It’s A Hullabaloo!

April 11, 2023


This is an update to a Classic Tuesday Newsday from April 11, 2017

Last week I shared the amazing feat of the Beatles and their five songs at number one through five on April 4, 1964. Well this week we are going to go forward two years to April 11, 1966. It was on this date that the last episode of the TV program ‘Hullabaloo’ aired. What? You’ve never heard of Hullabaloo? Neither had I but here’s what I learned from the always Infallible Wikipedia:

“Hullabaloo was an American musical variety series that ran on NBC from January 12, 1965, through April 11, 1966 (with repeats to August 1966). Similar to ABC’s Shindig! and in contrast to American Bandstand, it aired in prime time.

Directed by Steve Binder, who went on to direct Elvis Presley’s 1968 ‘comeback’ special, Hullabaloo served as a big-budget, quality showcase for the leading pop acts of the day, and was also competition for another like-minded television showcase, ABC’s Shindig! A different host presided each week—among these were Sammy Davis, Jr., Jerry Lewis, Gary Lewis, Petula Clark, Paul Anka, Liza Minnelli, Jack Jones, David McCallum and Frankie Avalon—singing a couple of his or her own hits and introducing the different acts. Chart-topping acts who performed on the show included Simon and Garfunkel, the Mamas & the Papas, Dionne Warwick, Gary Lewis and the Playboys, the Lovin’ Spoonful, the Rolling Stones, the Yardbirds, Sonny & Cher, the Supremes, Herman’s Hermits, Frankie Valli and the Four Seasons, the Animals, Roy Orbison and Marianne Faithfull.”

I can guaran-darn-tee that my mother would have had that TV off in a heartbeat if this program came on. Of course my mother also banned us kids from seeing Gunsmoke and the Monkees (which, ironically, was the show that took over the time slot vacated by Hullabaloo).

My mother’s philosophy was that impressionable young minds needed to be protected from such decadence. Dancing like this, as a friend of mine commented recently, was not tolerated in the early 1960’s. And those who did dance in such ways must have been ‘those kind of girls.’ In some ways my mother was a feminist in that she objected to women being judged upon their looks and their bodies and certainly would have found this display quite inappropriate. By today’s standards, this compilation is rather tame.

Which got me to thinking about my own experience with dancing. Up until I joined the Rainbow Girls in 1971, I had maybe only ever been to one ‘dance’ – which would have been at Wilson Junior High School. Now, to call it a dance was really a misnomer. More like an excuse for the young teenagers to hang out in the cafeteria after school with the girls clustered on one side of the room and the boys on the other while loud music played. Occasionally some boy would cross the invisible line, a warrior marching bravely to battle, and ask a girl to dance. Mostly, however, the boys remained on their side and the girls on theirs.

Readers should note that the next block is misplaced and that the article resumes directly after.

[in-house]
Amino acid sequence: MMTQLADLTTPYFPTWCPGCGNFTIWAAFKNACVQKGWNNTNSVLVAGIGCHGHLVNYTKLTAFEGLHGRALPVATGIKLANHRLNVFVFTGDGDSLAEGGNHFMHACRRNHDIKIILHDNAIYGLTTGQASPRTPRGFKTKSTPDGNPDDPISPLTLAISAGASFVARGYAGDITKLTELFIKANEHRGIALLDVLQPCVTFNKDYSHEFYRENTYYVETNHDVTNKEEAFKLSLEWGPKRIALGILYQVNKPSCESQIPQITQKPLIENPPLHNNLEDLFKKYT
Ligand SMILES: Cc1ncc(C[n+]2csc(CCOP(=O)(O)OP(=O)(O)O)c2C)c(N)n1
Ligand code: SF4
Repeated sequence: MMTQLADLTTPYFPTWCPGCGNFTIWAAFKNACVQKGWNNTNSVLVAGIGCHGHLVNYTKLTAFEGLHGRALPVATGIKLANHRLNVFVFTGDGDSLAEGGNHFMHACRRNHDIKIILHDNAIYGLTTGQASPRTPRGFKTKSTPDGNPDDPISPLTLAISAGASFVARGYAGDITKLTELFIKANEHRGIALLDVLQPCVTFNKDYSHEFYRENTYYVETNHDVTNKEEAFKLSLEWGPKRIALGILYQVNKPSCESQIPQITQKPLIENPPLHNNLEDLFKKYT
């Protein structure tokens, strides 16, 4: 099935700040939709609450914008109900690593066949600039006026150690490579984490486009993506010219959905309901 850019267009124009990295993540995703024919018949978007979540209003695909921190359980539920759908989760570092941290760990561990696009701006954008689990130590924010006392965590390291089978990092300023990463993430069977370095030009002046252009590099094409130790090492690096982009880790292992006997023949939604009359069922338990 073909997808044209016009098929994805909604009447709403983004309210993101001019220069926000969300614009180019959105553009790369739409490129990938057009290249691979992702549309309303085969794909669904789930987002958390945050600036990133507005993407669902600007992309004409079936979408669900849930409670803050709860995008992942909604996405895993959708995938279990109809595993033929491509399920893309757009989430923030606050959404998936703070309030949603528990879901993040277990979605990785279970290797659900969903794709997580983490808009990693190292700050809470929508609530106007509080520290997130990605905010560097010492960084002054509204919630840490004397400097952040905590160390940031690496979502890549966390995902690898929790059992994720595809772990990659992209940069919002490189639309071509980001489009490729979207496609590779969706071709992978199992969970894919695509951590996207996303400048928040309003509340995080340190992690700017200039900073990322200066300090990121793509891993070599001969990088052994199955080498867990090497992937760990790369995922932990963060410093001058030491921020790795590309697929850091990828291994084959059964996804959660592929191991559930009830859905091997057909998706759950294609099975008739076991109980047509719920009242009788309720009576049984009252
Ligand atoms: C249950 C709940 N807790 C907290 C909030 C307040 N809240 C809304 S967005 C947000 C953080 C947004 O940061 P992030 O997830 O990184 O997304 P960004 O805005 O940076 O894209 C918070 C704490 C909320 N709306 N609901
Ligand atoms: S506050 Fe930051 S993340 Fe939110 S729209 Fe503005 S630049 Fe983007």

But, back to the Rainbow Girls. Our group, called an Assembly, boasted over 70 members in the 1970’s and once every four months a new set of officers would be installed. This was, of course, cause for a celebration and the party afterwards was crowded and ALWAYS included a dance which featured, for several years, a live local band.

Unlike that first Junior High experience, people actually danced at these things! Well, at least the older girls seemed to while us younger ones hung out in a group we dubbed ‘The Wallflowers.’ But that was, not apparently, entirely accurate as my diary from May 29, 1971, chronicles my first Rainbow dance ever:

“…the best part (of the installation) was the dance. A.L. asked me to dance a fast dance which wasn’t that fun. Well we (who ‘we’ is I have no idea) were talking to ‘Becky’ and she decided to get somebody to ask one of five girls to dance. Well, BB asked ‘Sally’ and his friend asked me.”

I go on to write that the particular song turned out to be a slow one. And there was nothing WORSE than slow dancing with some guy you had never met. The whole experience apparently left my stomach in knots.

Okay, so maybe there was something worse. And that would have been the time I was dancing with a guy – initials of DW – who I had a bit of crush on. It was a slow dance which, when you have a bit of a crush on a guy, is a good thing. A slow dance, in the 1970’s, often meant that you had your arms around each other, eyes closed, and were swaying together to the music. All very romantic. That is until the moment when someone taps you on the nose.

That someone turned out to be my Dad who happened to waltz (literally) by with my Mom since they were chaperones! Talk about embarrassing. That event is etched in my memory. My parents are both laughing as they continue waltzing past. I was mortified but I think “DW” thought it was funny.

There were many, many more dances over the years which followed but there was something special about those first few. It was definitely a Hullabaloo!


What dances in the 1970’s looked like for teenagers. From the 1974 tolo dance as pictured in the Eisenhower HS Reveille yearbook.

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